The Angels have been riding out Albert Pujols' decline almost from the day he signed a 10-year, $240 million contract in 2012 at age 32, and even if he had signed at 28 before winning back-to-back MVP awards, it would still be money poorly spent. The same goes for Robinson Cano (10 years, $228 million), Miguel Cabrera (effectively 10 years, $292 million), and unfortunately, Dustin Pedroia, who's not going to see the finish of his eight-year, $110 million extension in 2021, thanks to a degenerative knee injury.

Betts is younger than all of them (27), which works in his favor, but we have not made nearly a big enough issue of his size when calculating the risk of a lengthy deal. He stands only 5-foot-9, and that's not a stature that yields longevity.

Since 1980, only three players that height have delivered a .900 OPS in at least 100 games after age 30 — Matt Stairs (twice), Lonnie Smith, and Kirby Puckett. For $35 million a year, .900 feels like a reasonable floor, but for players Betts' size it's actually a pretty hard ceiling, with his most promising comps being Puckett — who saw an eye injury end his career at age 35 — and former Orioles shortstop Miguel Tejada, who made five All-Star teams between ages 30 and 35.

Otherwise, we're talking about players such as Chuck Knoblauch, Marcus Giles, Brian Roberts, Pedroia, and Jimmy Rollins — undersized stars who peaked in their 20s before experiencing precipitous declines in their 30s. Cleveland's Jose Ramirez could join that group, which might even include Hall of Famer Tim Raines, whose case became borderline based on his 30s.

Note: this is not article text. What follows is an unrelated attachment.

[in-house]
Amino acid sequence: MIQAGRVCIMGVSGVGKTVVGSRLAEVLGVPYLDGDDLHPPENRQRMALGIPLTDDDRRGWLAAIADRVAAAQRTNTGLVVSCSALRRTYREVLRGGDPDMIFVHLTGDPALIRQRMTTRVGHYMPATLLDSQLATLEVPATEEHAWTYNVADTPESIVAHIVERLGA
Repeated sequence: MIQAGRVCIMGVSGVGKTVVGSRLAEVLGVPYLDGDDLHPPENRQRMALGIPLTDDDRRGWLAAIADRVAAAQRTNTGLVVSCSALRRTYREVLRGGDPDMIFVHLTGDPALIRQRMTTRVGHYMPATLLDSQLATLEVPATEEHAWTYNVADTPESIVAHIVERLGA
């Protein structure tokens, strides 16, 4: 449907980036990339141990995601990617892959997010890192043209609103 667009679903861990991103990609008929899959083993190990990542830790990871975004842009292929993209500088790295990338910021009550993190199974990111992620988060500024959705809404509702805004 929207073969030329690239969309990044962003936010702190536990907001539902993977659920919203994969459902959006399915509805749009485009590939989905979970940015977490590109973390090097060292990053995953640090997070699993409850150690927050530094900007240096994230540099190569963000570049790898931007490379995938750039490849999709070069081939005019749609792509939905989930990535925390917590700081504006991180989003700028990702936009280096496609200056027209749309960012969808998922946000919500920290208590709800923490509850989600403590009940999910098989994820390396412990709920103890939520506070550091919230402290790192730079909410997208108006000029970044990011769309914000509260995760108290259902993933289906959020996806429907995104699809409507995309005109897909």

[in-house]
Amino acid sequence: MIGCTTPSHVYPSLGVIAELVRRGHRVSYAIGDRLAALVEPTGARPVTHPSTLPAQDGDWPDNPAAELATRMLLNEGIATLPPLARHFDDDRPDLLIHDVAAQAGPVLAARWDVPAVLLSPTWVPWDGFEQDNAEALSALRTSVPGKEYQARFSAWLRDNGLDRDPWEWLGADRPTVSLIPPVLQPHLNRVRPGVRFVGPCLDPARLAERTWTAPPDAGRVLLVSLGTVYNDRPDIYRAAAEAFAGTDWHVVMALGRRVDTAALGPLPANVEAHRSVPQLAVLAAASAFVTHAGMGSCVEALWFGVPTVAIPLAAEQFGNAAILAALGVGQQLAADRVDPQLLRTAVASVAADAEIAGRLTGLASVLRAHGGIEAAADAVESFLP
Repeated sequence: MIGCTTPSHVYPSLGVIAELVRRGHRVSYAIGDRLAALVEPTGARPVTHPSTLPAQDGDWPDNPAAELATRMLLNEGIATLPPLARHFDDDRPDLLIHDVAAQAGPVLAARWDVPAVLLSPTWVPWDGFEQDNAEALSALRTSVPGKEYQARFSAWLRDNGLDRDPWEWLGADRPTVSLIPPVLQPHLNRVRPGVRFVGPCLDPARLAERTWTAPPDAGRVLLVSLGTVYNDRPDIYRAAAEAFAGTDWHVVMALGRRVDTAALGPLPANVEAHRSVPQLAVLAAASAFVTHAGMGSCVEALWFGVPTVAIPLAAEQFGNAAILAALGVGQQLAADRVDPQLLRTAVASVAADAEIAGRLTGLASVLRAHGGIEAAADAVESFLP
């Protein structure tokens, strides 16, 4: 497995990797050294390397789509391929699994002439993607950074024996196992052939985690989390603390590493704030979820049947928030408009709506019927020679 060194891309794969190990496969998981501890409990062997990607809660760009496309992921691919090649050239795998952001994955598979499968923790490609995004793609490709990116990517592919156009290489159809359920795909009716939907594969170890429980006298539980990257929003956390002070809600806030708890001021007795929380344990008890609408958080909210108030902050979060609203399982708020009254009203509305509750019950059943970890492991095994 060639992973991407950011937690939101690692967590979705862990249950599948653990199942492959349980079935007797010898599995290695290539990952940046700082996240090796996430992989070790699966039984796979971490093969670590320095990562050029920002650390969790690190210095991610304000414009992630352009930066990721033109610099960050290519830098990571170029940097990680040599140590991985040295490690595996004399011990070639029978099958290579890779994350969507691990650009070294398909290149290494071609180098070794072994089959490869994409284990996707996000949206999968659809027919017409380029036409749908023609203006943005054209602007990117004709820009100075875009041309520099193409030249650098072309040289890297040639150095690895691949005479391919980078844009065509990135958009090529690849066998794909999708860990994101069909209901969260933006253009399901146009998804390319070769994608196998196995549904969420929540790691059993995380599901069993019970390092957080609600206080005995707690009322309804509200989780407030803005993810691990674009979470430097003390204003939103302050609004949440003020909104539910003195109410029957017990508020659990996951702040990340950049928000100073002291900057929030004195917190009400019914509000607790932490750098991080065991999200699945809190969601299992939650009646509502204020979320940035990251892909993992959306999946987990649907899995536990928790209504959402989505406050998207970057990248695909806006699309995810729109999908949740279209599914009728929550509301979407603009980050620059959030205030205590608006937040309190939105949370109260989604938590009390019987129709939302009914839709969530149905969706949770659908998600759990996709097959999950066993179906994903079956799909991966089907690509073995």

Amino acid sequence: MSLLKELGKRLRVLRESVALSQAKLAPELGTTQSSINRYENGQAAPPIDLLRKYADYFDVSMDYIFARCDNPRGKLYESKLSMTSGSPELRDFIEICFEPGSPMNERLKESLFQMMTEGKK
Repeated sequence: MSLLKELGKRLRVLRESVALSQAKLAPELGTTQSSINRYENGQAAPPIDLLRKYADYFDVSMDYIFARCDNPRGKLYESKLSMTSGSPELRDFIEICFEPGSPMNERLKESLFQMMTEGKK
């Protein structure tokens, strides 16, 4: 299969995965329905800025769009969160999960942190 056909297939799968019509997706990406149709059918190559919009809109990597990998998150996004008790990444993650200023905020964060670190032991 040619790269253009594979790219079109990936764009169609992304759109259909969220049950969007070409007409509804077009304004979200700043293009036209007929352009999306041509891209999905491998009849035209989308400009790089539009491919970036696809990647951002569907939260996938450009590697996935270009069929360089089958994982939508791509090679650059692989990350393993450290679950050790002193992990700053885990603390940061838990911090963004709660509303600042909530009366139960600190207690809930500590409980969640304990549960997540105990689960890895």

In any event, there's now more than enough evidence for the Red Sox to experience clarity on their most pressing offseason issue: it's time to trade Mookie Betts.

MLB Rumors: Red Sox interested in Mark Kotsay for managerial opening

MLB Rumors: Red Sox interested in Mark Kotsay for managerial opening

The Boston Red Sox's search for their new manager has been rather slow, but a new candidate may be emerging.

The Red Sox reportedly have an interest in Oakland Athletics quality control coach Mark Kotsay, according to MassLive.com's Chris Cotillo.

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Although Kotsay, 44, a former outfielder who played for the Red Sox in 2008 and '09 in a major league playing career spanning more than 16 years, has no MLB managerial experience, he has worked in the San Diego Padres' front office as well as serving on the Padres and Athletics coaching staffs since retiring in 2013.

After firing Alex Cora earlier this month, the Red Sox have been linked to multiple managerial candidates, including Ron Roenicke, Jason Varitek, Dino Ebel and Joe McEwing. Although Boston is still in the thick of the managerial hunt with spring training approaching in two weeks, MLB.com's Mark Feinsand reported that the Red Sox are unlikely to make a hire before next week.